Richard Egan (actor)

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For other people with this name, see Richard Egan (disambiguation).
Richard Egan
Richard Egan 1949
Egan in 1949.
Born (1921-07-29)July 29, 1921
San Francisco, California, USA
Died July 20, 1987(1987-07-20) (aged 65)
Los Angeles, California, USA
Cause of death Prostate cancer
Resting place Holy Cross Cemetery, Culver City
Occupation Actor
Years active 1949-1987
Spouse(s) Patricia Hardy (1958-1987) (his death); 5 children

Richard Egan (July 29, 1921 - July 20, 1987) was an American actor. In some films he is credited as Richard Eagan.


Born and raised in San Francisco, California, Egan graduated from St. Ignatius College Preparatory.[1] He served in the United States Army as a judo instructor during World War II. A graduate of the University of San Francisco (B.A., 1943) and Stanford University (M.A.), he studied and taught at Northwestern University in Evanston, Illinois, for a time. Having studied theatre, he took a bit role in the 1949 Hollywood film The Story of Molly X.

This start would lead to his signing of a contract with 20th Century Fox where his talent, rugged physique, and good looks made him a favorite and respected leading man.

In 1956, he starred as Elvis Presley's older brother in Presley's first film, Love Me Tender, and in 1959 was the male lead opposite Dorothy McGuire in A Summer Place. He co-starred with Jane Russell in two of her last films, Underwater! and The Revolt of Mamie Stover.

In 1960, Egan appeared with Jane Wyman and Hayley Mills in Disney's Pollyanna. He also starred as Ahasuerus in Esther and the King. Other noteworthy films include Undercover Girl (1950), Split Second (1953), Demetrius and the Gladiators (1954), The View from Pompey's Head (1955), Slaughter on 10th Avenue (1957), Voice In The Mirror, about the man who started Alcoholics Anonymous, The 300 Spartans (1962), The Big Cube (1969), and Moonfire (1970).

Egan was Rod Serling's first choice to narrate The Twilight Zone, because of his distinctive voice. However, contractual issues got in the way, and Serling narrated instead, rather than select any other actor than his first choice.

During the decade of the 1960s, Egan worked extensively in television, starring in the NBC western dramatic series, Empire, which aired from September 25, 1962 to December 31, 1963. In the shortened second season, the program was renamed Redigo after Egan's character, ranch manager Jim Redigo.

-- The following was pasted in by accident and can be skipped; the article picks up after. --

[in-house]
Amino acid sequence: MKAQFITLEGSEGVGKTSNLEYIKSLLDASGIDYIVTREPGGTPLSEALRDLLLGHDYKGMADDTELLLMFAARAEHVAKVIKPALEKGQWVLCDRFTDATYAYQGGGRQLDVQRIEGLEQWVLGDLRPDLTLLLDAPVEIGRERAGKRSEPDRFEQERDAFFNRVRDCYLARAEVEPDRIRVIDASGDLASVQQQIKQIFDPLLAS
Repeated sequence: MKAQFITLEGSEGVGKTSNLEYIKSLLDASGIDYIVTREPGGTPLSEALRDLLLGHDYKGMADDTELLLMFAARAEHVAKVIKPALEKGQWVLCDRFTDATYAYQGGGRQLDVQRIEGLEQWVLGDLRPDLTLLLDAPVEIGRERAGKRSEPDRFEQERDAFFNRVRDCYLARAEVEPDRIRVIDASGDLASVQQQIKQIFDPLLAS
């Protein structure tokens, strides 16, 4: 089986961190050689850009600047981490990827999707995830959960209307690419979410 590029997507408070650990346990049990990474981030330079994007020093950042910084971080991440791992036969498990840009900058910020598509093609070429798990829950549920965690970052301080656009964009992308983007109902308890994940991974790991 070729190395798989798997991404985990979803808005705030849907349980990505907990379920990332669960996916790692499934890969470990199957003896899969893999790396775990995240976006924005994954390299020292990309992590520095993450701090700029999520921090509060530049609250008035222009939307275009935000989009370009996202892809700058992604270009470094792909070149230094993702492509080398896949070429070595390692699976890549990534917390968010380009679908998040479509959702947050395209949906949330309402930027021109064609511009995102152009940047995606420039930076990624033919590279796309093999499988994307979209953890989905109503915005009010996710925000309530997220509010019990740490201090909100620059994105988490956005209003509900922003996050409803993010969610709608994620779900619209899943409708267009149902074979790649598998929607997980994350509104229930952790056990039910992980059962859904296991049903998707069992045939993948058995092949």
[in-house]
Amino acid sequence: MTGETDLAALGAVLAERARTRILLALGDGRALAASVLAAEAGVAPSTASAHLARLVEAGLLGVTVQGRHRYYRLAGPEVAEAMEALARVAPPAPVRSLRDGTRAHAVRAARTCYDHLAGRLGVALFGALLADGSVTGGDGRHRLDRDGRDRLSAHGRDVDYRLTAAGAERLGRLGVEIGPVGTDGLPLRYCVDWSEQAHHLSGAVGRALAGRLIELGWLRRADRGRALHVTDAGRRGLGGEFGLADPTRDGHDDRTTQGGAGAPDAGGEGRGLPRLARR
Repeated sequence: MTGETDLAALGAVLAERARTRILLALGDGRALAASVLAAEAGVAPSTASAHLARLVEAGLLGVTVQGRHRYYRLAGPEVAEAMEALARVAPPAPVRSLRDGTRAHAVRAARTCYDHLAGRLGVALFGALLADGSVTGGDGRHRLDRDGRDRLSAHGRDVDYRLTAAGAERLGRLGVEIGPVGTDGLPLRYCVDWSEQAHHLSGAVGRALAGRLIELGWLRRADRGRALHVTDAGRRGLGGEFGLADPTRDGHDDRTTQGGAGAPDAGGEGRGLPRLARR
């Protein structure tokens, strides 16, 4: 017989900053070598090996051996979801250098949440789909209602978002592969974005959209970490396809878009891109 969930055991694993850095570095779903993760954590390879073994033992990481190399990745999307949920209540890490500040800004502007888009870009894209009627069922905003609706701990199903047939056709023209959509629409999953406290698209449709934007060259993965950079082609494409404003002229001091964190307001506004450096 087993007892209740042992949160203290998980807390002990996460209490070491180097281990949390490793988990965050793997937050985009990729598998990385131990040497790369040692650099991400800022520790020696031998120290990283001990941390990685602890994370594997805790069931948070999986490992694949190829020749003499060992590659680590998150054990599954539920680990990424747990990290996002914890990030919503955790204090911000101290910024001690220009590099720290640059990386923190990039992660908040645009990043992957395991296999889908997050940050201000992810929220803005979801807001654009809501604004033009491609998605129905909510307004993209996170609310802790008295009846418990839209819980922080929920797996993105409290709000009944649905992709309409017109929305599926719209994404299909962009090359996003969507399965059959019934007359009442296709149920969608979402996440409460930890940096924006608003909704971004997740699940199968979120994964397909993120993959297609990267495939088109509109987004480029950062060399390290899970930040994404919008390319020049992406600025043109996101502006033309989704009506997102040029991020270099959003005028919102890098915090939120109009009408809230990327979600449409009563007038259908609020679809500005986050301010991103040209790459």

After his series ended, he made guest appearances on other television shows and acted in several motion pictures for the big screen plus in films made specifically for television. In 1982 he joined the cast for the new daytime television political drama Capitol.

Personal life

Egan met his wife, the former Patricia Hardy, in 1956.[2] The couple married in June 1958 and remained together for almost thirty years until his death.[2] They had five children, including son Rich Egan, the founder of Vagrant Records, daughter Maureen Egan, a writer and director, as well as Patricia, Kathleen, and Colleen.[2]

Egan was respected within the acting community for having helped a number of young actors get their first break in the film industry. One of these young actors was Ryan O'Neal. He worked out at the same gym as Egan, who got him credited work in four episodes of Empire.

Richard Egan died in Los Angeles, California, on July 20, 1987, of prostate cancer, nine days before his 66th birthday. He is interred at Holy Cross Cemetery in Culver City, California.

Partial filmography


  1. Thackery Jr., Ted (July 22, 1987) "Richard Egan, 65, Dies; Portrayed Rugged Heroes." Los Angeles Times. (Retrieved 12-9-2013.)
  2. 2.0 2.1 2.2 Barnes, Mike (2011-08-30). "Actress Patricia Hardy Dies at 80 - Star of films, TV shows in the 1950s was married to veteran actor Richard Egan". The Hollywood Reporter. Retrieved 2011-09-02.<templatestyles src="Module:Citation/CS1/styles.css"></templatestyles>

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